Apple Drove the App Economy to Subscriptions: Report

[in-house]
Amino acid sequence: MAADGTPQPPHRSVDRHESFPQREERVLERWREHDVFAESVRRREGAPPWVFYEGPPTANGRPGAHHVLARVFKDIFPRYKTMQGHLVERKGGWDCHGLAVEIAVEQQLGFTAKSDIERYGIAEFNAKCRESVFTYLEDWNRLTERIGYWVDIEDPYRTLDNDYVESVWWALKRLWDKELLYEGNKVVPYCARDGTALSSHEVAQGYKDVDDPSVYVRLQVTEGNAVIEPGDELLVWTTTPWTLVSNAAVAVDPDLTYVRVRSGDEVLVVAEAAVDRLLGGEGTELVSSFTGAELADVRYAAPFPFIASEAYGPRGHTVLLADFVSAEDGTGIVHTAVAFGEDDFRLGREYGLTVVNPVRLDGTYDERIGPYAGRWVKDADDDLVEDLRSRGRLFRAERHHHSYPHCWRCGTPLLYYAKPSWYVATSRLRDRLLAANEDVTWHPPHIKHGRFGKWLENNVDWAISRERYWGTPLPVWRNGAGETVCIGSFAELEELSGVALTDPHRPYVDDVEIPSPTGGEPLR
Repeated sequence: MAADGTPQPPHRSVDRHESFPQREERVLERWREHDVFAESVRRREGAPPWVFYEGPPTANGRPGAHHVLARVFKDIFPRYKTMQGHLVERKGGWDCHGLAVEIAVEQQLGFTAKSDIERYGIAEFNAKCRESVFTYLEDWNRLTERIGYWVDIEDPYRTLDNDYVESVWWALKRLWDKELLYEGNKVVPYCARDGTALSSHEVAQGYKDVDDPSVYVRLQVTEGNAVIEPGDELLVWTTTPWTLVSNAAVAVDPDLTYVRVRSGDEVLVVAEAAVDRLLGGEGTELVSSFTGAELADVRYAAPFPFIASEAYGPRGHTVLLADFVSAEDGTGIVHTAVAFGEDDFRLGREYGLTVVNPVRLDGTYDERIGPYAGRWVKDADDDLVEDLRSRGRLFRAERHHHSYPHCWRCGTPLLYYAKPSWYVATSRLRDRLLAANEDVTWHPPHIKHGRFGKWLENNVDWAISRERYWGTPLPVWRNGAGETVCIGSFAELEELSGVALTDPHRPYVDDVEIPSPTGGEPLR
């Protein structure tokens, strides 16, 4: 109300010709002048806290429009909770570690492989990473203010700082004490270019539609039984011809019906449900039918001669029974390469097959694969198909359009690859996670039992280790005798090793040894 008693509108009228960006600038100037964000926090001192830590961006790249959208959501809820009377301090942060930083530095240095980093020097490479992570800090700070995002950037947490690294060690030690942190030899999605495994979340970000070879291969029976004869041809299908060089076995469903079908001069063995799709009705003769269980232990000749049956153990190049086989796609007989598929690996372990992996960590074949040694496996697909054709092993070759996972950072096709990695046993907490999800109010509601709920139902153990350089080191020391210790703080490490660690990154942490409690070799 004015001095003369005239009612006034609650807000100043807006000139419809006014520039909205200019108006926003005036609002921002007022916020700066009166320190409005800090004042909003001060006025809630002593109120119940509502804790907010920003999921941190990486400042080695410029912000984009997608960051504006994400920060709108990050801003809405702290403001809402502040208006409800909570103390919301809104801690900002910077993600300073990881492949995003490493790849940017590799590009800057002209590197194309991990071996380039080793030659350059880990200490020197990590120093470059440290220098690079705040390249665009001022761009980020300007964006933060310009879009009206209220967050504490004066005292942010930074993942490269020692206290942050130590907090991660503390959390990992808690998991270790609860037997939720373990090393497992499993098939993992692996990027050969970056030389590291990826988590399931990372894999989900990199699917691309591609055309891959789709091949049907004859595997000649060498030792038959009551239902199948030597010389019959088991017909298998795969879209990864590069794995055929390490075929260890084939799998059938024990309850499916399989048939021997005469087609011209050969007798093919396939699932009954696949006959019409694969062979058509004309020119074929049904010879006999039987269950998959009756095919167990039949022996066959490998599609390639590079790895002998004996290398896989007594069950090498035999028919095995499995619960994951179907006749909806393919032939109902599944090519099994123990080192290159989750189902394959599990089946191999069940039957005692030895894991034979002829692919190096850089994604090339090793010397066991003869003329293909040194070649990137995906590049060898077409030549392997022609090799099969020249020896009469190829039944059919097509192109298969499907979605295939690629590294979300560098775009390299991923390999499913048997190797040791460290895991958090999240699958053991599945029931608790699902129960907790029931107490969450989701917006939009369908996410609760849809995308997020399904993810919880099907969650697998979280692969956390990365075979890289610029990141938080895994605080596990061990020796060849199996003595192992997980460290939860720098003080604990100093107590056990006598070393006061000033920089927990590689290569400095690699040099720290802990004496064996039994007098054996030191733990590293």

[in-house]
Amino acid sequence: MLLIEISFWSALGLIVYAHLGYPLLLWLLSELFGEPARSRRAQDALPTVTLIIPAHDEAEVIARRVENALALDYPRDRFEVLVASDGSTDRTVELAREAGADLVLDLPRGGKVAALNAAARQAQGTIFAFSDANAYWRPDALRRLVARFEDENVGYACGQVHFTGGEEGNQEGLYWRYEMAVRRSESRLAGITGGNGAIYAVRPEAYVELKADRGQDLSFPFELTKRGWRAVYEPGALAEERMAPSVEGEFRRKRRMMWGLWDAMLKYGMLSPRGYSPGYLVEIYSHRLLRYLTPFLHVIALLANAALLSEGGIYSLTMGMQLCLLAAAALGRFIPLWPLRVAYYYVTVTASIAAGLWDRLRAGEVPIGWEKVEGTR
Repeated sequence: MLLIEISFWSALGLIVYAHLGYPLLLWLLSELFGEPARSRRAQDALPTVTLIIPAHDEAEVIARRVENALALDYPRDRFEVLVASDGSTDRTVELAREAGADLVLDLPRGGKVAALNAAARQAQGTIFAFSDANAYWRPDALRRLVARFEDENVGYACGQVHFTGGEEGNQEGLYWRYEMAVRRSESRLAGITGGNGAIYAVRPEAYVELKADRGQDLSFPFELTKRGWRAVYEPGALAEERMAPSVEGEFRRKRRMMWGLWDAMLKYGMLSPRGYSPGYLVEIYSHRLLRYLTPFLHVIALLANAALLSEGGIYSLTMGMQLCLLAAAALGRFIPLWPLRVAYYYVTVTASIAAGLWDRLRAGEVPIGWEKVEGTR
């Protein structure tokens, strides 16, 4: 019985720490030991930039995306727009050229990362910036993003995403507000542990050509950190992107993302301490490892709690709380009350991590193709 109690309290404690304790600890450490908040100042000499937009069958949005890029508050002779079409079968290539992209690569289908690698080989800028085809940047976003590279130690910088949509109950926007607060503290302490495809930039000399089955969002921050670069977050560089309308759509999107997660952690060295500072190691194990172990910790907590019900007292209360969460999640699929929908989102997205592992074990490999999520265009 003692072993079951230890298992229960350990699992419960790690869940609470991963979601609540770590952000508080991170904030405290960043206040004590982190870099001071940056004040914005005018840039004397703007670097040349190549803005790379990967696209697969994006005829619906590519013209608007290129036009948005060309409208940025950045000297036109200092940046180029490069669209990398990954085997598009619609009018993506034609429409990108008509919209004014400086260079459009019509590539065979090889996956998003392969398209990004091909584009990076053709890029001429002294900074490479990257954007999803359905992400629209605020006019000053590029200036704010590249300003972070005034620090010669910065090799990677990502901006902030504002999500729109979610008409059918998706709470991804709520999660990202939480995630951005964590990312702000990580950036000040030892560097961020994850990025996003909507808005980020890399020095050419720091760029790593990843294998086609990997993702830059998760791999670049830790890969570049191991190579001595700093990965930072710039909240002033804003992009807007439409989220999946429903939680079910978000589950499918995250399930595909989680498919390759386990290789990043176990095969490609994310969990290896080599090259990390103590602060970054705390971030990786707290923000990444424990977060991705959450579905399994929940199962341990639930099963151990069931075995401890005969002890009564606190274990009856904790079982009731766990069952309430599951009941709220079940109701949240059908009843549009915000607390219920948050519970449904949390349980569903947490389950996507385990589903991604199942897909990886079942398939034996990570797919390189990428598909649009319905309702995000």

Just over a decade ago, a $999 app named ‘I Am Rich’ debuted in the App Store. People actually bought it. These days, however, it seems that people are giving up paying for apps up-front, whether priced at $999 or $0.99. A report from Business Insider offers a possible reason behind the App Store's shift from up-front payments to subscriptions and micro-transactions. In April 2017, various developers were invited to a meeting with Apple in New York City to discuss App Store economics. At that meeting, the developers were reportedly told that paid apps accounted for roughly 15 percent of total app sales, and falling. Apple’s solution: transform one-time, up-front payments into recurring subscription charges. So instead of paying $5 up-front for an app, a user might be charged $1 per month, with the added sweetener of updates and new features. After five months, a developer would ‘break even’ on the new monetization scheme versus the old format. Anything over half a year would be pure profit. At WWDC 2017, Apple debuted the new-look iOS App Store and held a session on subscriptions titled “Designing for Subscription Success.” Developers were encouraged to climb aboard. To sweeten the current subscription deal, Apple also reduces its 30 percent cut to 15 percent for any subscription lasting over 12 months. If a developer can create an app with a sustainable business model, they can focus on that one app rather than publishing multiple new concepts, some of which will surely fail. The latter scenario is how the App Store ended up with so many ‘zombie’ apps. As we’ve noted, the subscription model may encourage creativity and pragmatism from app developers, who can simply launch a subscription and continue fleshing their existing app out. Developers are also finding different routes to subscription success. Instead of all-or-nothing access, some apps allow for annual subscriptions with a sort of blockchain approach (i.e., you can only build on top of what you've previously established). For example, if you purchased a subscription today, you’d have access to all features currently available in the app; if additional features are made available next year, you’d have to re-up to access those new goodies. There’s also a sweet spot for pricing. A 2017 study suggests most subscription apps are priced incorrectly, depending on genre. People will pay handsomely for a dating app, but your fancy note-taking app... not so much. Even apps considered critical, such as 1Password, have detractors about their subscription model. Oft-grumpy pundit John Gruber of Daring Fireball writes: “Up front paid apps are going the way of the dodo.” It’s a gross exaggeration, but hints at a changing app economy. Television was once totally free – then came cable programming. You can still get legacy, free network television programming, but it’s just not most folks' first option in this day and age. Paid apps, like "old" TV, won’t go away. Charging $1 for an app will always be an option because developers will always have a one-off idea for an app. A simple side-scroller (maybe a passion project!) with a finite number of levels or an app that stitches screenshots together will never be worth a monthly subscription on its own. Subscriptions don't always work. Ads are another path to income, but aren’t applicable to every type of app. Apple reports 300 million users pay for subscriptions of some sort, including services such as Apple Music and iCloud. Apple will also tell you developers have made over $100 billion from the App Store, but it won't break down how much of that income is through subscriptions. Until we see evidence that subscriptions are eclipsing ads and paid apps, the "dodo" of apps with up-front payments still lives.